This is the final part in Pure Nintendo’s ARMS preview coverage. Be sure to check out parts one, two, three, and four if the character you’re interested in wasn’t discussed here. For now though, let’s continue with the finale of our ARMS preview, where we will be talking about Mechanica and Byte & Barq.

With no ARMS of her own, Mechanica resorted to building a fighting suit to take on the competition.

Much like Master Mummy, Mechanica is a slow, heavy-hitting character that does well by putting pressure on her enemies with a barrage of attacks. Unique to Mechanica, however, is the jet-pac built in to her suit. By holding down the jump button, you’ll be able to hover in the air for a short time, giving you an edge by taking the higher ground. Holding down the dash button will let you glide across the arena, giving you a brief period of great mobility. Of course the dash and the jumps can be used to dodge effectively, but mastering the hover and glide functions of Mechanica’s suit can make you a speedy threat that can deal massive damage.

The junkyard stage is where Mechanica calls home, and besides having the two junk pillars in the center to keep you covered, holding¬†the higher ground will give you the advantage. I found Mechanica pretty easy to pick up and play, possibly because her ARMS attachments have a wide hit radius and homing capabilities. If you enjoy dealing lots of damage but don’t want to compromise on speed, Mechanica is your go to gal.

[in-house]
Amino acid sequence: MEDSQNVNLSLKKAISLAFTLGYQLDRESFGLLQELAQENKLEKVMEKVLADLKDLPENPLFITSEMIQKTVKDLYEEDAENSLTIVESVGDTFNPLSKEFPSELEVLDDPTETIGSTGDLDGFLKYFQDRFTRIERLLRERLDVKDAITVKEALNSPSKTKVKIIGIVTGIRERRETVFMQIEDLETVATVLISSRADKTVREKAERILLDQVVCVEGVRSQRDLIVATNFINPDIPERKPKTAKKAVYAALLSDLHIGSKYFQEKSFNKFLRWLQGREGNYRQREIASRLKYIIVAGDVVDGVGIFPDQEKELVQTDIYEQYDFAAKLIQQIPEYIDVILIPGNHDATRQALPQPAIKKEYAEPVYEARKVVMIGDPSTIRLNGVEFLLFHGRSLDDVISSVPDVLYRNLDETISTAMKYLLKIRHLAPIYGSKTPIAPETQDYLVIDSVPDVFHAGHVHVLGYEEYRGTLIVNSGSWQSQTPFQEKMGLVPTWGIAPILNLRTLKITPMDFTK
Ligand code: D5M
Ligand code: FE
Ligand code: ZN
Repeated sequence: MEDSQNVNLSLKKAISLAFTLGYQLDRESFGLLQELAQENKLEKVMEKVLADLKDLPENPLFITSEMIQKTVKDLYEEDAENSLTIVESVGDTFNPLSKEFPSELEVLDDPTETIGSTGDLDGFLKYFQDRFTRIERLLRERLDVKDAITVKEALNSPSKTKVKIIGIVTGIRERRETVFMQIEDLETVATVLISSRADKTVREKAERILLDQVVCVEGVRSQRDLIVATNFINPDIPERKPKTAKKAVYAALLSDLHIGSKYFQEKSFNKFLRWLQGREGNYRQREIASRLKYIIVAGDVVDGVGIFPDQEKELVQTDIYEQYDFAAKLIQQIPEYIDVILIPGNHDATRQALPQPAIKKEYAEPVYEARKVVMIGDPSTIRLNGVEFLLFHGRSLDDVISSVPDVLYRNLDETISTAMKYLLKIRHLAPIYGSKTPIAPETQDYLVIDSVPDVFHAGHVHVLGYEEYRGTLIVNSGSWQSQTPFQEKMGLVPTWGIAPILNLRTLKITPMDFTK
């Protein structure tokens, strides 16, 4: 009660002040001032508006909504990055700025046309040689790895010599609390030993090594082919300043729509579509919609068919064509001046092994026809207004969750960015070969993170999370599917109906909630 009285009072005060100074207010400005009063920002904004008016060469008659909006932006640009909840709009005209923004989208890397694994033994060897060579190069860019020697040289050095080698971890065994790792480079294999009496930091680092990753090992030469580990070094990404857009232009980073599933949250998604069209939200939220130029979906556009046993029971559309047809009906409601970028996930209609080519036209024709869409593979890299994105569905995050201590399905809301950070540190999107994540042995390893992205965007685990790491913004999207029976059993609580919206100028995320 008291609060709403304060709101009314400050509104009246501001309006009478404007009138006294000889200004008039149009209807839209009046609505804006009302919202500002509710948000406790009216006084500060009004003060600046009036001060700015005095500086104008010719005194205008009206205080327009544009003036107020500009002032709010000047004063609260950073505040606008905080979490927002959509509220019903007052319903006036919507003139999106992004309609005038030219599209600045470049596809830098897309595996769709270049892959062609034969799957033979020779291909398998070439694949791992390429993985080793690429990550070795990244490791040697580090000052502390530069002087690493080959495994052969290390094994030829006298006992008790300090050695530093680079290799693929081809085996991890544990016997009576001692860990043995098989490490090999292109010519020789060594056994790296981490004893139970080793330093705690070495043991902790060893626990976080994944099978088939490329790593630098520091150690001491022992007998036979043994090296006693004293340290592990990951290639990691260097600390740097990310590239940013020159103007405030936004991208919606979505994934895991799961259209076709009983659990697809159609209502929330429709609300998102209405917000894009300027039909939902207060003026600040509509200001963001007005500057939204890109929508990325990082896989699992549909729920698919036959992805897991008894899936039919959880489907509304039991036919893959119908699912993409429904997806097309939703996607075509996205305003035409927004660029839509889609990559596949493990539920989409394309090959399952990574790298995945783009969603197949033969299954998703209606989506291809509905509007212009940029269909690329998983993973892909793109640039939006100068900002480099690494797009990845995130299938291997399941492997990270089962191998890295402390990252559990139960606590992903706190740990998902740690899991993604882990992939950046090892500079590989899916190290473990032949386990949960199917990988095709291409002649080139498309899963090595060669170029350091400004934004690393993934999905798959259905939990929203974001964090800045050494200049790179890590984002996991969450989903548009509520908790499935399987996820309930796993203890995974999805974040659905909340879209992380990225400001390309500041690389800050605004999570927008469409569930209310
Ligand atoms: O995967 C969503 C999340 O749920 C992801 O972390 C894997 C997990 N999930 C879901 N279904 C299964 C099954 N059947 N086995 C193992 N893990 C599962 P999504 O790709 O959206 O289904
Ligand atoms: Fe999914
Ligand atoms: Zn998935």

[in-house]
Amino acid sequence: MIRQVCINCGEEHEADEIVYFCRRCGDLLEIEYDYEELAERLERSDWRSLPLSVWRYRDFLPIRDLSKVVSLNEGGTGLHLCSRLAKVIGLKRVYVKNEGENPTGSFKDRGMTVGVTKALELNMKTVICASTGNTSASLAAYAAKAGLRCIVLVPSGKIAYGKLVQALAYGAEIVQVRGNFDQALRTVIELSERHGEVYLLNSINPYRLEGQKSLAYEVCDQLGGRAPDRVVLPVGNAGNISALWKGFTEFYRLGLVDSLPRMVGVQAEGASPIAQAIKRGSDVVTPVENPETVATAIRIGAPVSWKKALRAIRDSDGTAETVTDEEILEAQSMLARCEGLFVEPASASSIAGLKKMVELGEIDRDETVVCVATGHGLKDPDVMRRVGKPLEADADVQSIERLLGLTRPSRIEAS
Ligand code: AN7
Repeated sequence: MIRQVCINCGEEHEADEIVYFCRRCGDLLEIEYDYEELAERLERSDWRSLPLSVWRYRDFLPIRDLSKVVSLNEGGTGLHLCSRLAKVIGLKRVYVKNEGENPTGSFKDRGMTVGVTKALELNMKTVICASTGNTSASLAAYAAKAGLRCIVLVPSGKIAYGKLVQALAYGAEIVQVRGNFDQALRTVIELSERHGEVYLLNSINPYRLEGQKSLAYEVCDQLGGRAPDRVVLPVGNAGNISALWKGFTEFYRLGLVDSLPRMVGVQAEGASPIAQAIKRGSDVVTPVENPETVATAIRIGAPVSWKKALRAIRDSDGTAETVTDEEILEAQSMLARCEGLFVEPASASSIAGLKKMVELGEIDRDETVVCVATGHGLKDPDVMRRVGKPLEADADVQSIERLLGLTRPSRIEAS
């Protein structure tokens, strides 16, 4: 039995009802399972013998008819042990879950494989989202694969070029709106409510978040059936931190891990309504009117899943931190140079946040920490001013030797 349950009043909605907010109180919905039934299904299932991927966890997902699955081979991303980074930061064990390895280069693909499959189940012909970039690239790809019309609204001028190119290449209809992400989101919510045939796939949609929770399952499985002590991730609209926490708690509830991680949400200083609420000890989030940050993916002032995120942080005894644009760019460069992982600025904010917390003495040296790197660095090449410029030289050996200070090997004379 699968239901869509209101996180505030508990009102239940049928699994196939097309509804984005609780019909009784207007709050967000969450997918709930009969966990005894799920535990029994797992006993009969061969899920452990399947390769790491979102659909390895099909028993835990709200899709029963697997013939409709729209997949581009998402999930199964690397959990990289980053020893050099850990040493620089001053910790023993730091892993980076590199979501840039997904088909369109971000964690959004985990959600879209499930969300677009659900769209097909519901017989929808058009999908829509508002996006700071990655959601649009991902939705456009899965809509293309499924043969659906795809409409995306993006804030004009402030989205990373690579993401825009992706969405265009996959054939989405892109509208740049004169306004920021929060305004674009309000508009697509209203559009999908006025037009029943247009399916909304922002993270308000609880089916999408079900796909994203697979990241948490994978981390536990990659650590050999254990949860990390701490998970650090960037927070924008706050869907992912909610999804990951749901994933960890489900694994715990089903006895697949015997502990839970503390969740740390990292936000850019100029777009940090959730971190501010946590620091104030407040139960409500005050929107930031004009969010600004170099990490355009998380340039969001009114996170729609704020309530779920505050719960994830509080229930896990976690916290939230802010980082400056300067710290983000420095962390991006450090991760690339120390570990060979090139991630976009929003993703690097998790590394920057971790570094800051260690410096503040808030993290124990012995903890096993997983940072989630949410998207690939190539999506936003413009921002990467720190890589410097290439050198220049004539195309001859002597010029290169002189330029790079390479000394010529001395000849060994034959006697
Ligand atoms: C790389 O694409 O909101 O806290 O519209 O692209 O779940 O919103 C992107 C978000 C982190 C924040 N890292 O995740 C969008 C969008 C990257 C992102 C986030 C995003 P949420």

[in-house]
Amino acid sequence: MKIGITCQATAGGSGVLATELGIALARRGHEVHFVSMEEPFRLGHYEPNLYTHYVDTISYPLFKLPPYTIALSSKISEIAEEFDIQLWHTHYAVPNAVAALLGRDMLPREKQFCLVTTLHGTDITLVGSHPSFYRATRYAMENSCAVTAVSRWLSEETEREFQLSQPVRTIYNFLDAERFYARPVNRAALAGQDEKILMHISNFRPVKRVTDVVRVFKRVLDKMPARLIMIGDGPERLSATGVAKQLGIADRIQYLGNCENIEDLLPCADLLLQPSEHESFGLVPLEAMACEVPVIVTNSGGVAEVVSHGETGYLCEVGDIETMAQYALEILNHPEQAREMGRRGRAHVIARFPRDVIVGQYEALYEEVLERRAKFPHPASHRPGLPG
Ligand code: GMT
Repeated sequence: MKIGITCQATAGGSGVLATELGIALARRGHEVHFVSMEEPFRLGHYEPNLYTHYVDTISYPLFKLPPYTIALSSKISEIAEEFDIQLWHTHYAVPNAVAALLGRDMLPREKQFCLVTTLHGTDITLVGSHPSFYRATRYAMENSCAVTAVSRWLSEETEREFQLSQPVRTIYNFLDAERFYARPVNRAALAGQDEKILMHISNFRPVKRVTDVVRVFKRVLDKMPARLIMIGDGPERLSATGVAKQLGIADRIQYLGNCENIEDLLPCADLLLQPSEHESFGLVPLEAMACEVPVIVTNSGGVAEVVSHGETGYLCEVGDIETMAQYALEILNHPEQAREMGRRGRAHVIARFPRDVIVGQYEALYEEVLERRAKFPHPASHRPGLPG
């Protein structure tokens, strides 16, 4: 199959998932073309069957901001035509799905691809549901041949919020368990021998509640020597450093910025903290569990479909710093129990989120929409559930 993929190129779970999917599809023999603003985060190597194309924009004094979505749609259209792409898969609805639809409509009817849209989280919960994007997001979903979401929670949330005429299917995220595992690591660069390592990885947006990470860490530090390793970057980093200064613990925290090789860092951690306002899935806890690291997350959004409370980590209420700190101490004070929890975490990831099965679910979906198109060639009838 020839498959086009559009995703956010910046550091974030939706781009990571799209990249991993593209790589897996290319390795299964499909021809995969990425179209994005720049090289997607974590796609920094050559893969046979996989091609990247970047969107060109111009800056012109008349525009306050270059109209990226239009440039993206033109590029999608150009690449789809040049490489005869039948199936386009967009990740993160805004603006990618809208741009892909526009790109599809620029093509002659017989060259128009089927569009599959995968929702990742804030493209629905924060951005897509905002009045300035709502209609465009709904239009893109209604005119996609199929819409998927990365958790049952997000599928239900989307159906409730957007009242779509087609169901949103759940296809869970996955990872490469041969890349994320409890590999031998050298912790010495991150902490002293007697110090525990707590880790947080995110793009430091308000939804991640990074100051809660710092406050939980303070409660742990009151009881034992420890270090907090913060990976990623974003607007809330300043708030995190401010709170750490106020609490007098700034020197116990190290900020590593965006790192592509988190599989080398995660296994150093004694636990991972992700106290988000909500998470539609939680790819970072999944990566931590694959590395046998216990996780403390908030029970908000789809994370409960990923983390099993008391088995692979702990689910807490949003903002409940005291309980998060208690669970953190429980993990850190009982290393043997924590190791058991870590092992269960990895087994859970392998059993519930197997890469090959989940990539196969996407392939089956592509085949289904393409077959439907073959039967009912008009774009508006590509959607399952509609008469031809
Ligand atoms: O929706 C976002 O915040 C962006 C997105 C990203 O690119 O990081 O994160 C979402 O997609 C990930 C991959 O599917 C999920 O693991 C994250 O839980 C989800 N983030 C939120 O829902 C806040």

No one escapes the long ARMS of the law.

For a robot police officer, Byte and his pal, Barq have a pretty fun personality. Working in tandem, Barq occasionally assists you by launching punches at your opponent, or even serving as a step stool so you can get some extra height during a match. When their special attack is ready, Byte & Barq join together to bring the pain to any ne’er do wells. While Byte tends to be pretty serious, (he is a robocop afterall) Barq manages to be adorable despite being made of metal.

Byte & Barq’s stage is fairly simple, with a small raised platform serving as a way to keep yourself distanced from your opponent, but you can easily clear this with the help of Barq. Barq himself may hit his mark from time to time, but you should count on him to help keep pressure on your target rather than actually dealing damage. I do enjoy the design of these characters, but I couldn’t help feeling slightly underwhelmed using them due to the random nature of Barq. While they are not difficult to play as, if you want to try something a little different, give Byte & Barq a try.

And with that, we have finally gone over all of my thoughts on each of the fighters of ARMS. Some were easier for me to pick up than others, but each character had a unique method of play that I really enjoyed figuring out. With ARMS releasing on June 16th, it won’t be long until the world can get their hands on this game and start giving the combatants a shot for themselves. Don’t forget to keep an eye on the website for our full review of ARMS, and as always, be sure to comment your thoughts on the game below. For now, this is Alex, signing off!